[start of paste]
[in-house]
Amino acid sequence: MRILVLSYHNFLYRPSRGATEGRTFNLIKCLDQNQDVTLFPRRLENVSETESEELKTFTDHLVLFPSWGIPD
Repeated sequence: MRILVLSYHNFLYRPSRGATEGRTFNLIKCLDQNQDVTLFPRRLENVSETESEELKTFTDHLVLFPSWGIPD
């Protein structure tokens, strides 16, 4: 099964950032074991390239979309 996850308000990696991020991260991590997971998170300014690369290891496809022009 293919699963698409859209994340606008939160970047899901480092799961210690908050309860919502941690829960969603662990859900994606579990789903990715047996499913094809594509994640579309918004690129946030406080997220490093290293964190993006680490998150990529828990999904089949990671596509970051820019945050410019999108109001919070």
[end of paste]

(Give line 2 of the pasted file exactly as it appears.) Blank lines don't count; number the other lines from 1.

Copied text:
Amino acid sequence: MRILVLSYHNFLYRPSRGATEGRTFNLIKCLDQNQDVTLFPRRLENVSETESEELKTFTDHLVLFPSWGIPD